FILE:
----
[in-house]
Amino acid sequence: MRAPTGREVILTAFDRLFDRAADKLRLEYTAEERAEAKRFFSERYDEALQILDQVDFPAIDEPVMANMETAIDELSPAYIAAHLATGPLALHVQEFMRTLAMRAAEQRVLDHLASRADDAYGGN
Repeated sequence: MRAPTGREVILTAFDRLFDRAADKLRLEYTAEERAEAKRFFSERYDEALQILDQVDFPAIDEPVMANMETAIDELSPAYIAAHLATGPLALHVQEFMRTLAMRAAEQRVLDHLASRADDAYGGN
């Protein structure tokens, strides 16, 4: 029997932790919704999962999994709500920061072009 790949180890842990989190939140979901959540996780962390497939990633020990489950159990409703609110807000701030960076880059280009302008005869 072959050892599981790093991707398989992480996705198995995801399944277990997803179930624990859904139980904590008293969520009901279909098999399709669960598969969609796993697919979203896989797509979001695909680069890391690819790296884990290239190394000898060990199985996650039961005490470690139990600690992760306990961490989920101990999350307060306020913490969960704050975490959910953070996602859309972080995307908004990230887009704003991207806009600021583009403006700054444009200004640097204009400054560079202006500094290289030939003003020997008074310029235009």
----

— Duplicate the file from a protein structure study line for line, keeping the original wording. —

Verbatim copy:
[in-house]
Amino acid sequence: MRAPTGREVILTAFDRLFDRAADKLRLEYTAEERAEAKRFFSERYDEALQILDQVDFPAIDEPVMANMETAIDELSPAYIAAHLATGPLALHVQEFMRTLAMRAAEQRVLDHLASRADDAYGGN
Repeated sequence: MRAPTGREVILTAFDRLFDRAADKLRLEYTAEERAEAKRFFSERYDEALQILDQVDFPAIDEPVMANMETAIDELSPAYIAAHLATGPLALHVQEFMRTLAMRAAEQRVLDHLASRADDAYGGN
């Protein structure tokens, strides 16, 4: 029997932790919704999962999994709500920061072009 790949180890842990989190939140979901959540996780962390497939990633020990489950159990409703609110807000701030960076880059280009302008005869 072959050892599981790093991707398989992480996705198995995801399944277990997803179930624990859904139980904590008293969520009901279909098999399709669960598969969609796993697919979203896989797509979001695909680069890391690819790296884990290239190394000898060990199985996650039961005490470690139990600690992760306990961490989920101990999350307060306020913490969960704050975490959910953070996602859309972080995307908004990230887009704003991207806009600021583009403006700054444009200004640097204009400054560079202006500094290289030939003003020997008074310029235009």